Adobe Spark's webpage creator offers a fantastic way to create simple webpages in which your students can include images, text, and videos. Consider having your students arrange their pages chronologically so that the top of the page shows their work at the beginning of the year and then as viewers scroll down they see your students' latest work. Click here for a video tutorial on how to use Adobe Spark. Adobe Spark works in your web browser and is also available as an iOS app.

Tackk is a free service on which your students can create a page to announce an important event, to advertise an event, or to show off their best digital works. To create a Tackk page you do not need to register for an account, but unregistered Tackk pages expire after seven days. If you register for the service your Tackk pages stay up indefinitely. Tackk offers an edu version which lets students integrate their G Suite accounts, Edmodo accounts, or Office 365 accounts. Creating a Tackk is a simple matter of uploading an image then adding text in the customizable fields above and below an image. In addition to images Tackk pages can accommodate videos, audio files, and maps. Learn more about Tackk in my video here. Tackk can be used in your web browser. It is also available as an Android app and as an iOS app.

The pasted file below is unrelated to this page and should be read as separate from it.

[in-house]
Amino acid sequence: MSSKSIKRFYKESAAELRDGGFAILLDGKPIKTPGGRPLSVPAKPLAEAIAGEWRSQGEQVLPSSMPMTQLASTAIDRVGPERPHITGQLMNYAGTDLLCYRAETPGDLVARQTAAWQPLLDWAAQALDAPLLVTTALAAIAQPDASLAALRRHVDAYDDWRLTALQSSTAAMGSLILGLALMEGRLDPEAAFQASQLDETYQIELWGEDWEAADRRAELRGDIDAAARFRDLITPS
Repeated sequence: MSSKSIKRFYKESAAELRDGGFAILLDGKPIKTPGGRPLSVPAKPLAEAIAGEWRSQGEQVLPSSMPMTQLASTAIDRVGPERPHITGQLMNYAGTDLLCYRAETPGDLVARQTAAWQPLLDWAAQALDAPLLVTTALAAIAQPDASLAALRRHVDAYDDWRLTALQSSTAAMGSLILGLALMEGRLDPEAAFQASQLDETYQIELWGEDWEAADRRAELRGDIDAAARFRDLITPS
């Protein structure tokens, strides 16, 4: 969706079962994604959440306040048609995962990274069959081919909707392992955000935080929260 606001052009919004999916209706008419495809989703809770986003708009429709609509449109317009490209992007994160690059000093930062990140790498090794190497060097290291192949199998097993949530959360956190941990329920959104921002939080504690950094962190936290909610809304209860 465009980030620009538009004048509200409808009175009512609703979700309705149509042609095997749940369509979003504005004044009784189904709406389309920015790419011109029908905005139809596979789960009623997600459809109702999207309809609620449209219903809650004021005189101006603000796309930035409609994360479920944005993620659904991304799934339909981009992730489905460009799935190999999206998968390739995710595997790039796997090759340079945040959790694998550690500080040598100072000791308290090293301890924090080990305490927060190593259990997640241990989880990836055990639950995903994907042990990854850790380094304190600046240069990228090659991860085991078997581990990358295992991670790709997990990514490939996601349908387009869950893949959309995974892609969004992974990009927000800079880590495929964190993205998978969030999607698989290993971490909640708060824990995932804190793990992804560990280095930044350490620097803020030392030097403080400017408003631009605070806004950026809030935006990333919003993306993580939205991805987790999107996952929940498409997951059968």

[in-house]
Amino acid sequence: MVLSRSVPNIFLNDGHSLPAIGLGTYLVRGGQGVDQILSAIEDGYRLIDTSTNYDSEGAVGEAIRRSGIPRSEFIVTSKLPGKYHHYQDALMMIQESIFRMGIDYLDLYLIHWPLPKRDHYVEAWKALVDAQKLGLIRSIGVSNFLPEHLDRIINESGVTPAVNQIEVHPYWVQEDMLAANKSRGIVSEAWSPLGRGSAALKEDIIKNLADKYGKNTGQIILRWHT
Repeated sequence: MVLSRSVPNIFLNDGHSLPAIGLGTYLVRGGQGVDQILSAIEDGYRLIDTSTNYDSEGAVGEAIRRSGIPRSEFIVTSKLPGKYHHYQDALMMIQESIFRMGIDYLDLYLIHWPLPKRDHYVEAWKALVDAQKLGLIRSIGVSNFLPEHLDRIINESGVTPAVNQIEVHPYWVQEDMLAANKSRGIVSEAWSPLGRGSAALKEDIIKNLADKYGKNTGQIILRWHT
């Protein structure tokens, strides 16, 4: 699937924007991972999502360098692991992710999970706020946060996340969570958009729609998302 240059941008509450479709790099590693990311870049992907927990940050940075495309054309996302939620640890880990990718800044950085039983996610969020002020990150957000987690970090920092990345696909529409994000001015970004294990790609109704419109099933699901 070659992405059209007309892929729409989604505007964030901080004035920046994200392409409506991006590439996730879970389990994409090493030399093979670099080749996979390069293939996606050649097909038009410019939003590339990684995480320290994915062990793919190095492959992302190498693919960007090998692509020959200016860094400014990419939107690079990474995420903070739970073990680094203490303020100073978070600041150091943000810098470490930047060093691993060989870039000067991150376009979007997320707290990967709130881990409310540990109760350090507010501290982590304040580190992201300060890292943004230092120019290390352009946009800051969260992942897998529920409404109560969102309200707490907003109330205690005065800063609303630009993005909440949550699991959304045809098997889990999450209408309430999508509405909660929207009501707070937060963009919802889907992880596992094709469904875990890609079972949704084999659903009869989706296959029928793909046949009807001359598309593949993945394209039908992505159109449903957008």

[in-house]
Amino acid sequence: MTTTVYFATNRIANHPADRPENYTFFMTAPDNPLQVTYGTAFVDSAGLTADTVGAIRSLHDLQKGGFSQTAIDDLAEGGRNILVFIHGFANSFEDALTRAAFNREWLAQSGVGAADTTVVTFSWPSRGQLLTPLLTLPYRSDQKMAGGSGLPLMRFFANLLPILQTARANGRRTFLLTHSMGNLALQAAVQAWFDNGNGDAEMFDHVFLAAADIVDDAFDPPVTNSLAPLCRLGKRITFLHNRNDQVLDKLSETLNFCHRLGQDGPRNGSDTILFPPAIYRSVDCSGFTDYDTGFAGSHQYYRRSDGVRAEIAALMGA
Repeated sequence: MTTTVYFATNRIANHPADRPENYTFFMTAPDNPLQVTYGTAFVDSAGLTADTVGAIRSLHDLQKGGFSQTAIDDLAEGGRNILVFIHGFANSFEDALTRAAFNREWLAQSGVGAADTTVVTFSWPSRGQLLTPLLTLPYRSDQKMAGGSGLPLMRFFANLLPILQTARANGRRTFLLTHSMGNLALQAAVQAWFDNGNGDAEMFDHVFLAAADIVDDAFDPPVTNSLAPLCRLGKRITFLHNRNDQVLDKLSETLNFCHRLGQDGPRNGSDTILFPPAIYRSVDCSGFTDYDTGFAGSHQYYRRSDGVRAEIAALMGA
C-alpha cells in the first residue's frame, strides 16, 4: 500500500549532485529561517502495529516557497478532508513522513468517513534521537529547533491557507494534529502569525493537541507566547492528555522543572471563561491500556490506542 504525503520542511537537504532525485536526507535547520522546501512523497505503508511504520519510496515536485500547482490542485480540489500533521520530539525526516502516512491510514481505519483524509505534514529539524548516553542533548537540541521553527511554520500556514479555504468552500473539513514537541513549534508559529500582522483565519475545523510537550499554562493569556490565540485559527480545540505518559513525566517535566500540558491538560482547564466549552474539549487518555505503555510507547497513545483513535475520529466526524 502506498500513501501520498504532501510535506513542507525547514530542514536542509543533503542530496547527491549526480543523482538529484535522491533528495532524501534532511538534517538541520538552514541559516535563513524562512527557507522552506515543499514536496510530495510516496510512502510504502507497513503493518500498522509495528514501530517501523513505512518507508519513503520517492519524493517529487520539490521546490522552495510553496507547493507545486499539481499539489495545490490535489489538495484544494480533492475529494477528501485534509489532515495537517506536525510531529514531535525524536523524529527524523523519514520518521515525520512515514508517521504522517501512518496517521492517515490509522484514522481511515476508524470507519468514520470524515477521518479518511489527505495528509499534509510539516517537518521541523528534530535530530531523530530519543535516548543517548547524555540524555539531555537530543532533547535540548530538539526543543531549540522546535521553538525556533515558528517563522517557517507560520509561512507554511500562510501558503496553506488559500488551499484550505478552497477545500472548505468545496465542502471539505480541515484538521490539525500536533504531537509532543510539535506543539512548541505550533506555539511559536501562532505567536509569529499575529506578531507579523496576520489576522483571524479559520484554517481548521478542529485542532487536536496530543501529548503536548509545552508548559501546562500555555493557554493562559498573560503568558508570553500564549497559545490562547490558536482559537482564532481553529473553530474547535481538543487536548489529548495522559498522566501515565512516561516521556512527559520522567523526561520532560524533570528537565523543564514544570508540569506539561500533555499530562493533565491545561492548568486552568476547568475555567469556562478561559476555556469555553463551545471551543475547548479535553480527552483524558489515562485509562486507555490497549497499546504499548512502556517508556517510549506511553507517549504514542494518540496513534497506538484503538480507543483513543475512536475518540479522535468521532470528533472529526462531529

SeeSaw offers a fantastic way for students to organize a digital portfolio that they can share publicly or privately. The most outstanding feature of SeeSaw is the option for students to record videos in which they talk about the artifacts in their digital portfolios. And as was explained in a post earlier today, SeeSaw now makes it easy for students to import items from the G Suite for Education accounts.

Google Sites might be the obvious choice for teachers who work in schools that use G Suite for Education. Google Sites will let you create a site on which you give each student his or her own page to manage. By doing that you're only tracking updates on one classroom site as opposed to trying to keep track of each student's individual sites created in a service like Adobe Spark or Tackk. Another good feature of Google Sites is that it is designed for importing files from Google Drive which makes it easy for students to showcase their best docs, slides, videos, and drawings. The downside to using Google Sites is that it rejects a lot of third party embed codes.

ClassDojo's Student Stories offers a convenient way for your students to create a portfolio that their parents can see while they're also checking all of the other information that you share with them through the ClassDojo platform. Student Stories puts students in charge of assembling their portfolios. Their portfolios can include digital work as well as physical work that they take pictures of with a camera on a mobile device or on a laptop. You moderate your students' submissions before anyone can see them. To submit work students simply scan a class QR code then add their submissions. Watch the video embedded below to see how it works. Click here for a PDF of directions on how to use Student Stories.